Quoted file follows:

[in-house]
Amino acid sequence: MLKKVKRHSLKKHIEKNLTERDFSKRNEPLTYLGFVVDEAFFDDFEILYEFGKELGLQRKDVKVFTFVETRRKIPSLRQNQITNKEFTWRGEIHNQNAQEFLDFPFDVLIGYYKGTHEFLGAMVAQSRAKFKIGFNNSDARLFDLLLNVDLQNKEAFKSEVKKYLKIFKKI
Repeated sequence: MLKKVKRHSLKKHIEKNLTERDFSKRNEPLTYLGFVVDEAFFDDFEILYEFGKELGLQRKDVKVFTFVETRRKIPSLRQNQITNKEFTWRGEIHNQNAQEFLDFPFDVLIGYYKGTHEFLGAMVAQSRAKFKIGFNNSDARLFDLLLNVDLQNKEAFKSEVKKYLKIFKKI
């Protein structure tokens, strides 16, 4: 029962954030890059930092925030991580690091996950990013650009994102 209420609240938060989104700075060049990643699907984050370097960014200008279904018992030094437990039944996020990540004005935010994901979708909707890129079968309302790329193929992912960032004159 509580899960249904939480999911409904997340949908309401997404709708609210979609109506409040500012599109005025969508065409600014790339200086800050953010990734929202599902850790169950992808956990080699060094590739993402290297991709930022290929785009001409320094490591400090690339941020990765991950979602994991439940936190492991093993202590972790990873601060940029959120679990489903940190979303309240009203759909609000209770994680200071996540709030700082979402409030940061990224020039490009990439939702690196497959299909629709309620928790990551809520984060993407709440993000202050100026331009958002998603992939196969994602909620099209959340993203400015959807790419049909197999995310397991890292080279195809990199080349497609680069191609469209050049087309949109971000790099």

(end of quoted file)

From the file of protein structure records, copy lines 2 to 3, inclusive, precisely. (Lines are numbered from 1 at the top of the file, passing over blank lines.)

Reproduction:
Amino acid sequence: MLKKVKRHSLKKHIEKNLTERDFSKRNEPLTYLGFVVDEAFFDDFEILYEFGKELGLQRKDVKVFTFVETRRKIPSLRQNQITNKEFTWRGEIHNQNAQEFLDFPFDVLIGYYKGTHEFLGAMVAQSRAKFKIGFNNSDARLFDLLLNVDLQNKEAFKSEVKKYLKIFKKI
Repeated sequence: MLKKVKRHSLKKHIEKNLTERDFSKRNEPLTYLGFVVDEAFFDDFEILYEFGKELGLQRKDVKVFTFVETRRKIPSLRQNQITNKEFTWRGEIHNQNAQEFLDFPFDVLIGYYKGTHEFLGAMVAQSRAKFKIGFNNSDARLFDLLLNVDLQNKEAFKSEVKKYLKIFKKI